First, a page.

Expressions & Statements

The smallest useful fragment of code in many programming languages is either a statement or an expression.

There’s one simple difference: a statement has an effect, but produces no result. An expression always produces a result.

Because it doesn’t produce a result, a statement must change the state of its surroundings in order to be useful. Another way to say this is “a statement is called for its side effects” (that is, what it does other than producing a result). As a memory aid:

A statement changes state

One definition of “express” is “to force or squeeze out,” as in “to express the juice from an orange.” So

An expression expresses

That is, it produces a result.

The for loop is a statement in Kotlin, so you cannot assign it, since there’s no result:

// ExpressionsStatements/ForIsAStatement.kt fun main(args: Array<String>) { // Can't do this: // val f = for(i in 1..10) {} // Compiler error message: // for is not an expression, and // only expressions are allowed here }

A for loop is called for its side effects.

An expression produces a value, which can be assigned or used as part of another expression, whereas a statement is always a top-level element.

Every function call is an expression. Even if the function has the Unit return type and is called only for its side effects, the result can still be assigned. Unit is a legitimate return value, so a function producing Unit is an expression:

// ExpressionsStatements/UnitReturnType.kt fun unitFun() = Unit fun main(args: Array<String>) { println(unitFun()) val u1: Unit = println(42) println(u1) val u2 = println(0) // Type inference println(u2) } /* Output: kotlin.Unit 42 kotlin.Unit 0 kotlin.Unit */

The Unit type contains a single value called Unit, which you can return directly, as seen in unitFun(). println() also returns Unit. u1 captures the return value of println() and is explicitly declared as Unit while u2 uses type inference.

Because if creates an expression, its result can be assigned:

// ExpressionsStatements/AssigningAnIf.kt fun main(args: Array<String>) { val result1 = if (11 > 42) 9 else 5 val result2 = if (1 < 2) { val a = 11 a + 42 } else 42 val result3 = if ('x' < 'y') println("x < y") else println("x > y") println(result1) println(result2) println(result3) } /* Output: x < y 5 53 kotlin.Unit */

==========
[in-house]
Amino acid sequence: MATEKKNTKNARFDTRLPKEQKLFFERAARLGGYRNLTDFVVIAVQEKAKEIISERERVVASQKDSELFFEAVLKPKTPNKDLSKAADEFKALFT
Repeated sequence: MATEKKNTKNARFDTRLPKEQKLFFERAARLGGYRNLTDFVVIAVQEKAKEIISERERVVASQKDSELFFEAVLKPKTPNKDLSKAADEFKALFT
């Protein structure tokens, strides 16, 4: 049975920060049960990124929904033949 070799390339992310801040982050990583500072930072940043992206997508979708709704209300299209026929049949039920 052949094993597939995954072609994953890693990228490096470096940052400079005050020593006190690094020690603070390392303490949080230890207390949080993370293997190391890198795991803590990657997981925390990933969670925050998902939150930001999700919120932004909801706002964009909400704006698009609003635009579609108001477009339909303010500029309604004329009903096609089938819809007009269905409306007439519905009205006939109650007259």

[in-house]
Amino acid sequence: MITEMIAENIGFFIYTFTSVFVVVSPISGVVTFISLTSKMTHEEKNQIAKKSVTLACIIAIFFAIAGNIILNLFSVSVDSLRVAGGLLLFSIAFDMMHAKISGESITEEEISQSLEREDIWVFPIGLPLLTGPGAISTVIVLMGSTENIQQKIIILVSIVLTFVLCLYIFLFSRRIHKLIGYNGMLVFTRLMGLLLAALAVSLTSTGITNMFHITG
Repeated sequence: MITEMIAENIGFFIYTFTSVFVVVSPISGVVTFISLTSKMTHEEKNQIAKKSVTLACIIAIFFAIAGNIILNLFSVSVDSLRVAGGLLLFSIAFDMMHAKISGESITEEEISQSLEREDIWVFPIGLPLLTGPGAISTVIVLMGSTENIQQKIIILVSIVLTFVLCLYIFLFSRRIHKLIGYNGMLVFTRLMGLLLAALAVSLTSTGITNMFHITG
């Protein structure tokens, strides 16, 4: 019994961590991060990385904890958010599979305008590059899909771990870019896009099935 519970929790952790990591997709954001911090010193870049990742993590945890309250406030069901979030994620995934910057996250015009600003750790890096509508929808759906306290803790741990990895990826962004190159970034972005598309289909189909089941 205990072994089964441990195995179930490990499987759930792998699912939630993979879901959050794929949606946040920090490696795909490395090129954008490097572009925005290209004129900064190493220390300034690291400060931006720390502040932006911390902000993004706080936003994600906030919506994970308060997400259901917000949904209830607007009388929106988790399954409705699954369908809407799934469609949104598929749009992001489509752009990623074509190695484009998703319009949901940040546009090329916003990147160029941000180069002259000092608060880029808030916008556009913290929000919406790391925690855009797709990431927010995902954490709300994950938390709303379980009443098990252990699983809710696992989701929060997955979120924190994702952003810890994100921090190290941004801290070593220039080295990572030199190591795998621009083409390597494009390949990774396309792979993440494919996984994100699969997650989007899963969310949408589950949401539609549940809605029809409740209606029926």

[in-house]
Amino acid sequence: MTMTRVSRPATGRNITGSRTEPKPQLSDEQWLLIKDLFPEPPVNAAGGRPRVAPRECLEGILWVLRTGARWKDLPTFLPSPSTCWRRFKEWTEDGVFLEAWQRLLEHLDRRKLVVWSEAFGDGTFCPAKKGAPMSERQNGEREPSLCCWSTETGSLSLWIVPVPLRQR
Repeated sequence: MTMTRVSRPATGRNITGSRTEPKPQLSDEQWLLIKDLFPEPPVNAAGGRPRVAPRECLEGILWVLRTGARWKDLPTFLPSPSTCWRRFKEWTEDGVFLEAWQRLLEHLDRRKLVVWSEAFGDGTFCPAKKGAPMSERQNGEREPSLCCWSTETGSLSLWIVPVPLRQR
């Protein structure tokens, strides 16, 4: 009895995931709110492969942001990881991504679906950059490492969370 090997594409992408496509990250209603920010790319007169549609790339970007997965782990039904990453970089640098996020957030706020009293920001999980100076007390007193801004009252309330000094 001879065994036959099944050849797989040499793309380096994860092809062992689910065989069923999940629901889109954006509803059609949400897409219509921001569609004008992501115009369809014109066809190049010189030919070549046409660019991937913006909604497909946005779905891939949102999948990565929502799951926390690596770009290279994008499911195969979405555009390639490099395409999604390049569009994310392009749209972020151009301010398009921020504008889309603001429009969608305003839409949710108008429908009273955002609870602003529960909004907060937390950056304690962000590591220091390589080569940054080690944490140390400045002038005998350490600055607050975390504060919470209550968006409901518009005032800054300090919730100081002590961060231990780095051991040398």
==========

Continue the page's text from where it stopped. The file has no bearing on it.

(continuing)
The first output line is x < y, even though result3 isn’t displayed until the end of main(). This happens because evaluating result3 calls println(), and the evaluation happens when result3 is defined.

Notice that a is defined inside the block of code for result2. The result of the last expression becomes the result of the if expression; here, its the sum of 11 and 42. But what about a? Once you leave the block of the code (move outside the curly braces), you can’t access a. It is temporary and is discarded once you exit the scope of the block.

The increment operator i++ is also an expression, even if it looks like a statement. Kotlin follows the approach used by C-like languages and provides two versions of increment and decrement operators with slightly different semantics. The prefix operator is put before the operand, as in ++i, and returns the value after the increment happens. You can read it as “first do the increment, then return the resulting value.” The postfix operator is put after the operand, as in i++, and returns the value of i before the increment occurs. You can read it as “first produce the result, then do the increment.”

// ExpressionsStatements/PostfixVsPrefix.kt fun main(args: Array<String>) { var i = 10 println(i++) println(i) var j = 20 println(++j) println(j) } /* Output: 10 11 21 21 */

The decrement operator similarly has two versions: --i and i--. Using these operators within other expressions is discouraged because it can produce confusing code:

// ExpressionsStatements/ConfusingOperator.kt fun main(args: Array<String>) { var i = 1 println(i++ + ++i) }
Try to guess what the output will be, then check it.

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